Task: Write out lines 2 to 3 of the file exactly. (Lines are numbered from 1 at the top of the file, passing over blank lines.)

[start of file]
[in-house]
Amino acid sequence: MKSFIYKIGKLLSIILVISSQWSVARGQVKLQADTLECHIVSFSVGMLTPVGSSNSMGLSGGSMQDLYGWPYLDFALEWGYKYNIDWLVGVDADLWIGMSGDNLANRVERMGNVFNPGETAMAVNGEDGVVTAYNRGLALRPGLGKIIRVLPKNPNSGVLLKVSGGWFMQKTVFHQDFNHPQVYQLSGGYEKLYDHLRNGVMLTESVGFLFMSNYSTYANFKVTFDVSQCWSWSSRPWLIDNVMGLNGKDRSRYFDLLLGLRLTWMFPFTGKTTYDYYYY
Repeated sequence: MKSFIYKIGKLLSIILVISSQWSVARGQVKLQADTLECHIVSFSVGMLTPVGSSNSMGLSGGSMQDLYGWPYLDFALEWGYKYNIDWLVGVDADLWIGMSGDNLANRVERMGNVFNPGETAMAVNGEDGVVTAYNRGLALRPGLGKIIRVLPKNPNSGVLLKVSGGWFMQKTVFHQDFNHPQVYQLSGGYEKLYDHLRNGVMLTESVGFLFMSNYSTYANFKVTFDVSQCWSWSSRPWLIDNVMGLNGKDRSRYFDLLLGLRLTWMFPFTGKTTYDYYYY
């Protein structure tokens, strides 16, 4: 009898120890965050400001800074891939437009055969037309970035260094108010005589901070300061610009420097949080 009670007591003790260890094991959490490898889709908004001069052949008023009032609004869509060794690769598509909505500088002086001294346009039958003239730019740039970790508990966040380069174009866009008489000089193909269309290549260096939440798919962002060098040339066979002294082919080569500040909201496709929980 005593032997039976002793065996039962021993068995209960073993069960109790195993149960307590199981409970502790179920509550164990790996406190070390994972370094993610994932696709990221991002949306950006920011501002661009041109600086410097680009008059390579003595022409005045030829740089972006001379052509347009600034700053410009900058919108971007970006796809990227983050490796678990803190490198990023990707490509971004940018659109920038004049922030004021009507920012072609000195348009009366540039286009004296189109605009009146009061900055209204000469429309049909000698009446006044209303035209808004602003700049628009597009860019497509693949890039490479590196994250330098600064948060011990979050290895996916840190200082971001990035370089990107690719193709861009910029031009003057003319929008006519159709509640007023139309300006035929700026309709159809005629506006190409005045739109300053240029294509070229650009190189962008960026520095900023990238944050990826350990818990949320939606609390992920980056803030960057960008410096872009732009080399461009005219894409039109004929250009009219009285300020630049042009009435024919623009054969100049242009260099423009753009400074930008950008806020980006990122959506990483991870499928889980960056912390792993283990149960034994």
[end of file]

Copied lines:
Amino acid sequence: MKSFIYKIGKLLSIILVISSQWSVARGQVKLQADTLECHIVSFSVGMLTPVGSSNSMGLSGGSMQDLYGWPYLDFALEWGYKYNIDWLVGVDADLWIGMSGDNLANRVERMGNVFNPGETAMAVNGEDGVVTAYNRGLALRPGLGKIIRVLPKNPNSGVLLKVSGGWFMQKTVFHQDFNHPQVYQLSGGYEKLYDHLRNGVMLTESVGFLFMSNYSTYANFKVTFDVSQCWSWSSRPWLIDNVMGLNGKDRSRYFDLLLGLRLTWMFPFTGKTTYDYYYY
Repeated sequence: MKSFIYKIGKLLSIILVISSQWSVARGQVKLQADTLECHIVSFSVGMLTPVGSSNSMGLSGGSMQDLYGWPYLDFALEWGYKYNIDWLVGVDADLWIGMSGDNLANRVERMGNVFNPGETAMAVNGEDGVVTAYNRGLALRPGLGKIIRVLPKNPNSGVLLKVSGGWFMQKTVFHQDFNHPQVYQLSGGYEKLYDHLRNGVMLTESVGFLFMSNYSTYANFKVTFDVSQCWSWSSRPWLIDNVMGLNGKDRSRYFDLLLGLRLTWMFPFTGKTTYDYYYY